Ontario demand drives dairy goat expansion

Top North American producer | Goat milk is not under supply management so herd expansion is not restricted

SARNIA, Ont. — Ontario is a hotbed for North America’s dairy goat industry, and it is getting bigger.

“We’ve taken on another 15 members over the past year,” said Coby Tenvoorde, general manager of the Ontario Dairy Goat Co-operative.

“Demand is growing so fast it’s been hard to keep up.”

The co-op, which has 110 members, sold more than 20 million litres of milk last year. The average farm-gate price was close to 90 cents per litre, which is similar to what’s paid for cow milk.

“We paid out dividends to members that added up to almost two cents per litre,” said Tenvoorde, who raises goats with her husband.

She expects membership to grow to 120 by the end of the year

Many members are of Dutch extraction, and there is also a large contingent of Amish and Mennonites.

The co-op acts as a broker, delivering milk to Woolwich Dairy and smaller processors. Woolwich, with its facilities in Orangeville, Ont., Quebec and Wisconsin, is described on the company’s website as North America’s “largest and leading goat cheese producer.”

Tenvoorde said the other major goat milk broker is Hewitt’s Dairy at Hagersville, Ont., which also processes goat milk.

Bruce Vandenberg of Mariposa Dairy at Lindsay, Ont., said his company and Woolwich both distribute goat milk products across Canada and into the United States.

“In 1990, Ontario produced about two million litres of goat milk and last year produced 35 million,” he said.

“Don’t be surprised if we’re at 50 million litres in the next couple years. That would be a 40 percent increase.”

Vandenberg said Ontario likely produces more goat milk than any other jurisdiction in North America. Iowa and Quebec are also major players.

Ontario’s emergence in the industry can be linked to differences in how milk production is supported in Canada and the United States, he said.

“The reason Ontario is as big as it is (in milking goats) is because if you want to increase milking cows in Ontario, you can’t do it (easily) and so people are getting into goats.”

Cow milk production can be increased in the United States at the whim of producers, but in Canada it is restricted through supply management

Goat milk isn’t under supply management, but the co-op manages supply by limiting membership and the production shares that existing members can by.

Tenvoorde said there’s been little need to limit production because milk demand, prices and producer numbers have all increased since the co-op was formed in 2002.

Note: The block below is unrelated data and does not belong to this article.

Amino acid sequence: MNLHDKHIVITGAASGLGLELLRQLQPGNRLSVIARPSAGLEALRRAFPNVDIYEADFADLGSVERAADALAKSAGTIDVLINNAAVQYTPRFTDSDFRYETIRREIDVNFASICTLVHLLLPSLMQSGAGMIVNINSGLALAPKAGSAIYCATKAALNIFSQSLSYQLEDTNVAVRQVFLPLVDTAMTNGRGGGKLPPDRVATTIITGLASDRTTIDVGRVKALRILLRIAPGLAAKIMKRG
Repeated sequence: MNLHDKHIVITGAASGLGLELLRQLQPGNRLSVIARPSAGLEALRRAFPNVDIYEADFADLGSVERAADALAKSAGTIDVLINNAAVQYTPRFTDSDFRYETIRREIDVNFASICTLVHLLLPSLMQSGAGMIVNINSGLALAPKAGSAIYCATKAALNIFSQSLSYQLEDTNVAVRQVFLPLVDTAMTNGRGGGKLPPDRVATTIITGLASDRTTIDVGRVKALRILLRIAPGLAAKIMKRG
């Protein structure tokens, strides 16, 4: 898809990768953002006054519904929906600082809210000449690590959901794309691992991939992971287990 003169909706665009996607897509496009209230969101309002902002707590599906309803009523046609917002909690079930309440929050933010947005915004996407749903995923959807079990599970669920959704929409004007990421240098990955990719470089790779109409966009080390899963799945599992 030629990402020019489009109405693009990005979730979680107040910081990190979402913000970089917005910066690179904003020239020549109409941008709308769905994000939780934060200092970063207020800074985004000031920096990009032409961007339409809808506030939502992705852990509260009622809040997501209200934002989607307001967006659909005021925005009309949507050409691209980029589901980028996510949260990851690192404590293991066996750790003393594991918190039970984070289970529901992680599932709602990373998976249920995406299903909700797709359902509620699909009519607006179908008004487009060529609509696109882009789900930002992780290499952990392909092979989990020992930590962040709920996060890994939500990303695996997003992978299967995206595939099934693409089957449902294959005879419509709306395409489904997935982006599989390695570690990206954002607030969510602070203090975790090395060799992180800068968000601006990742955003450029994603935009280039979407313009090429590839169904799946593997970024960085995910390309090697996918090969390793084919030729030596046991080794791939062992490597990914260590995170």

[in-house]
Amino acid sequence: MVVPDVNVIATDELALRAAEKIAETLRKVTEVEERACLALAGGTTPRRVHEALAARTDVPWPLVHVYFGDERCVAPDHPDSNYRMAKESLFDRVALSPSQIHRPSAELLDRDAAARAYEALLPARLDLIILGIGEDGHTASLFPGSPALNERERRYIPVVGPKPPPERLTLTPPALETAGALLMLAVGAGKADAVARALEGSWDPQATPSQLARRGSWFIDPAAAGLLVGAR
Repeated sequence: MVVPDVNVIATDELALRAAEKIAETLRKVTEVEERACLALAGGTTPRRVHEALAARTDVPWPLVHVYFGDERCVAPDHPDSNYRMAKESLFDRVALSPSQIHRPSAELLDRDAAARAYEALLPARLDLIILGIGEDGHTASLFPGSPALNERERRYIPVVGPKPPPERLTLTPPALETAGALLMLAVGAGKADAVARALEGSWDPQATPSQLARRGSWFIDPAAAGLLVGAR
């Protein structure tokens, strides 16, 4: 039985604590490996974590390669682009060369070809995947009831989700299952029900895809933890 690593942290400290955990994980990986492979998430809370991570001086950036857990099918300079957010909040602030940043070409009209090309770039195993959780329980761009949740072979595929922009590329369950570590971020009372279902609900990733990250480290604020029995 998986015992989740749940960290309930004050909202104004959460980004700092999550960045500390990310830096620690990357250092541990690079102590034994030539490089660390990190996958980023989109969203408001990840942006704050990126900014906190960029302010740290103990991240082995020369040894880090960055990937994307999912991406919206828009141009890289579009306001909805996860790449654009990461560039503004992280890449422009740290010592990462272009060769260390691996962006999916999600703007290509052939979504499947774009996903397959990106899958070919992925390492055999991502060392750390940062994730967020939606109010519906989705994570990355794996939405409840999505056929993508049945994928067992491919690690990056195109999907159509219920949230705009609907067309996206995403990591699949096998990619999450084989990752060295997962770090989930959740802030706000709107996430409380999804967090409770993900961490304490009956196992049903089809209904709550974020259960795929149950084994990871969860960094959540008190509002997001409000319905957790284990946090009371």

Martien Kusters of Sarnia, Ont., has taken advantage of the increased demand by getting into the business in 2008 with his parents.

“That was a big thing for us, starting small and starting simple and learning along the way,” the 24-year-old said.

Kusters has kept dwarf goats for as long as he can remember. He started his commercial operation by renovating an old barn, buying 70 female kids and building a milking parlour large enough to handle future expansions, which came in 2010 and 2013.

The family now milks close to 300 does, and Kusters, who manages the operation and does most of the work, plans to expand to as many as 500 does within the next five years.

Caprine arthritic encephalitis (CAE) has been a challenge.

Kusters feeds his kids colostrum from cows rather than goats as a way to keep young females free of the disease, a least until they start milking.

Tenvoorde said there are a couple of CAE-free herds in Ontario.

The Kusters’ herd comprises primarily Saanen bloodlines, and some Alpine is also in the mix. The does average three litres per day, and the herd reaches peak production at around 4.5 litres in May.

The family produces enough milk to fill its 4,000-litre bulk tank for twice-a-week pickups. Pricing is based on solids. Kusters tracks the productivity of his does on a monthly basis as a way to cull does and identify breeding stock.

Vandenberg said that’s the type of approach all producers should pursue.

He said milk production varies widely in Ontario, with some well below the Kusters’ average and some much better. It’s difficult for producers who are in expansion mode to improve their milking genetics, but it becomes much easier once they reach their target herd size of perhaps 400 to 600 does.

The province needs to catch up with European productivity, which averages four litres, he added.

“I would say our goats are like where our Holstein cows were in the 1960s and 1970s.”

Productivity on the Kusters’ farm is reaching its peak. Goat breeding begins in late August and continuing into the fall. Kids are born from February to April.

Kusters runs his own bucks for breeding. Young females, called doelings, are bred at about eight months of age and milked for about a year. Older does tend to milk longer.

About the author


Stories from our other publications